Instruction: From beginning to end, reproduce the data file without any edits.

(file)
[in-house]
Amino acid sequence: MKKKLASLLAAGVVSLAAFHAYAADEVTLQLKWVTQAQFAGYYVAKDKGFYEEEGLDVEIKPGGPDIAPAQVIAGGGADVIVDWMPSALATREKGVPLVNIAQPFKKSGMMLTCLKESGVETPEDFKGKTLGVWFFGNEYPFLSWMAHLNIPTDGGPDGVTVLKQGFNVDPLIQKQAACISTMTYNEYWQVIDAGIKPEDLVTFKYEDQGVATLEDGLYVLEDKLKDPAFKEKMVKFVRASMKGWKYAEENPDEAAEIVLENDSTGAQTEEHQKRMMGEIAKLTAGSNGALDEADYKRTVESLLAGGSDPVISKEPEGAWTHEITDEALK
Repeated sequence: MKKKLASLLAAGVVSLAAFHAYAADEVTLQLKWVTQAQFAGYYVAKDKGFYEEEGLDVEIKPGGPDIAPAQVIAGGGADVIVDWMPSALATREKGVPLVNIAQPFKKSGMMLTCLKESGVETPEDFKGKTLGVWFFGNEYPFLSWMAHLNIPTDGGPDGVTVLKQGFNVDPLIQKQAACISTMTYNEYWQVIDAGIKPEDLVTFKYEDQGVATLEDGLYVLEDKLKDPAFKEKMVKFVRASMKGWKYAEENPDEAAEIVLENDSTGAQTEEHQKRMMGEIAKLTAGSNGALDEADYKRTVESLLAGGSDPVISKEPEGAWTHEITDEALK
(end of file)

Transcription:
[in-house]
Amino acid sequence: MKKKLASLLAAGVVSLAAFHAYAADEVTLQLKWVTQAQFAGYYVAKDKGFYEEEGLDVEIKPGGPDIAPAQVIAGGGADVIVDWMPSALATREKGVPLVNIAQPFKKSGMMLTCLKESGVETPEDFKGKTLGVWFFGNEYPFLSWMAHLNIPTDGGPDGVTVLKQGFNVDPLIQKQAACISTMTYNEYWQVIDAGIKPEDLVTFKYEDQGVATLEDGLYVLEDKLKDPAFKEKMVKFVRASMKGWKYAEENPDEAAEIVLENDSTGAQTEEHQKRMMGEIAKLTAGSNGALDEADYKRTVESLLAGGSDPVISKEPEGAWTHEITDEALK
Repeated sequence: MKKKLASLLAAGVVSLAAFHAYAADEVTLQLKWVTQAQFAGYYVAKDKGFYEEEGLDVEIKPGGPDIAPAQVIAGGGADVIVDWMPSALATREKGVPLVNIAQPFKKSGMMLTCLKESGVETPEDFKGKTLGVWFFGNEYPFLSWMAHLNIPTDGGPDGVTVLKQGFNVDPLIQKQAACISTMTYNEYWQVIDAGIKPEDLVTFKYEDQGVATLEDGLYVLEDKLKDPAFKEKMVKFVRASMKGWKYAEENPDEAAEIVLENDSTGAQTEEHQKRMMGEIAKLTAGSNGALDEADYKRTVESLLAGGSDPVISKEPEGAWTHEITDEALK